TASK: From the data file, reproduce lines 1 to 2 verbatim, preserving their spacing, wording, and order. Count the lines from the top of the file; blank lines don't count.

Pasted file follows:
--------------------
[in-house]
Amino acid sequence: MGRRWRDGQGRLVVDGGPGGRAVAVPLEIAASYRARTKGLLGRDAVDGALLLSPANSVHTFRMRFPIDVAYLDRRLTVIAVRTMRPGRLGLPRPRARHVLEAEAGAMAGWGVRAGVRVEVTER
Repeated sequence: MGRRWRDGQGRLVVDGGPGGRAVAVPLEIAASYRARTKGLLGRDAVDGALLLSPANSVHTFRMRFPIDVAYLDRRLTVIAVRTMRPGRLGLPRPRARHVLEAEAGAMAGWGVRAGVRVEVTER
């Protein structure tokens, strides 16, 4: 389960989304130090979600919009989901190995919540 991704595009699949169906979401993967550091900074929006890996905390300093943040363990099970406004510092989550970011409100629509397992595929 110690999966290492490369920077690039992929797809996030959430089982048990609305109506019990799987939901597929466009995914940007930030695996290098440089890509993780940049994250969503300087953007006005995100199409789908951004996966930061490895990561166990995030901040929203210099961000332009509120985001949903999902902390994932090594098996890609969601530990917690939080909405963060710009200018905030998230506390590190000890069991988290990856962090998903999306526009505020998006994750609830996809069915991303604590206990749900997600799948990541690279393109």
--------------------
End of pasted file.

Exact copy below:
[in-house]
Amino acid sequence: MGRRWRDGQGRLVVDGGPGGRAVAVPLEIAASYRARTKGLLGRDAVDGALLLSPANSVHTFRMRFPIDVAYLDRRLTVIAVRTMRPGRLGLPRPRARHVLEAEAGAMAGWGVRAGVRVEVTER